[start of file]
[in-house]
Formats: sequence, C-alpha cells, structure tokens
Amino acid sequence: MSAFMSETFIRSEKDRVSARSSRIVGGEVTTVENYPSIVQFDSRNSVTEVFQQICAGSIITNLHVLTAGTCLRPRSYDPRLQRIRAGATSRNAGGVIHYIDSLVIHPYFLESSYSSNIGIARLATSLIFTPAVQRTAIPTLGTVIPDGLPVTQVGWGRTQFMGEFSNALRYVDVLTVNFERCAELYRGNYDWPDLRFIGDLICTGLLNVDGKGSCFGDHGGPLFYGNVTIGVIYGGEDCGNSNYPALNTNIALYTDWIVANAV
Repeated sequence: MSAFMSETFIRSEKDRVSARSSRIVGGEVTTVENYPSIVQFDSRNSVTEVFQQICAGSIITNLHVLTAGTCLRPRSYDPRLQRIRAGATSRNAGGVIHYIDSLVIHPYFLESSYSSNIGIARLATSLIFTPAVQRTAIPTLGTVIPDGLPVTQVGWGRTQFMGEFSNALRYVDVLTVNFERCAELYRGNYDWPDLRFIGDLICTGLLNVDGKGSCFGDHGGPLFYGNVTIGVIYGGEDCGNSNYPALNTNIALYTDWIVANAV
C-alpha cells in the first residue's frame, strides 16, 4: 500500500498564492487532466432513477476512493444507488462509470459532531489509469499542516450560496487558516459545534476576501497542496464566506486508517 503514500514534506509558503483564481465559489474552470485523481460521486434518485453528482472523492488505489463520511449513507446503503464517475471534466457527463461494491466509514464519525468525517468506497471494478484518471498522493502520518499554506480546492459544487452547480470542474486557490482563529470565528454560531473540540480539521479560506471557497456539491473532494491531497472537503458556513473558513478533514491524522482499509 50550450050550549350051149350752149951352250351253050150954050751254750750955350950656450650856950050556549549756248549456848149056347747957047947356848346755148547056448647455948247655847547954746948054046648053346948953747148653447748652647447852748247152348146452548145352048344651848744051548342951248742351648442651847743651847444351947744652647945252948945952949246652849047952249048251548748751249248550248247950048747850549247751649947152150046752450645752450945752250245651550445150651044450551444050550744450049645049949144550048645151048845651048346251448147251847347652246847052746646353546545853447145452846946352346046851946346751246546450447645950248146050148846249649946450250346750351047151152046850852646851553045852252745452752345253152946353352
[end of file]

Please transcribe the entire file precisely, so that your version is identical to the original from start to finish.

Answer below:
[in-house]
Formats: sequence, C-alpha cells, structure tokens
Amino acid sequence: MSAFMSETFIRSEKDRVSARSSRIVGGEVTTVENYPSIVQFDSRNSVTEVFQQICAGSIITNLHVLTAGTCLRPRSYDPRLQRIRAGATSRNAGGVIHYIDSLVIHPYFLESSYSSNIGIARLATSLIFTPAVQRTAIPTLGTVIPDGLPVTQVGWGRTQFMGEFSNALRYVDVLTVNFERCAELYRGNYDWPDLRFIGDLICTGLLNVDGKGSCFGDHGGPLFYGNVTIGVIYGGEDCGNSNYPALNTNIALYTDWIVANAV
Repeated sequence: MSAFMSETFIRSEKDRVSARSSRIVGGEVTTVENYPSIVQFDSRNSVTEVFQQICAGSIITNLHVLTAGTCLRPRSYDPRLQRIRAGATSRNAGGVIHYIDSLVIHPYFLESSYSSNIGIARLATSLIFTPAVQRTAIPTLGTVIPDGLPVTQVGWGRTQFMGEFSNALRYVDVLTVNFERCAELYRGNYDWPDLRFIGDLICTGLLNVDGKGSCFGDHGGPLFYGNVTIGVIYGGEDCGNSNYPALNTNIALYTDWIVANAV
C-alpha cells in the first residue's frame, strides 16, 4: 500500500498564492487532466432513477476512493444507488462509470459532531489509469499542516450560496487558516459545534476576501497542496464566506486508517 503514500514534506509558503483564481465559489474552470485523481460521486434518485453528482472523492488505489463520511449513507446503503464517475471534466457527463461494491466509514464519525468525517468506497471494478484518471498522493502520518499554506480546492459544487452547480470542474486557490482563529470565528454560531473540540480539521479560506471557497456539491473532494491531497472537503458556513473558513478533514491524522482499509 50550450050550549350051149350752149951352250351253050150954050751254750750955350950656450650856950050556549549756248549456848149056347747957047947356848346755148547056448647455948247655847547954746948054046648053346948953747148653447748652647447852748247152348146452548145352048344651848744051548342951248742351648442651847743651847444351947744652647945252948945952949246652849047952249048251548748751249248550248247950048747850549247751649947152150046752450645752450945752250245651550445150651044450551444050550744450049645049949144550048645151048845651048346251448147251847347652246847052746646353546545853447145452846946352346046851946346751246546450447645950248146050148846249649946450250346750351047151152046850852646851553045852252745452752345253152946353352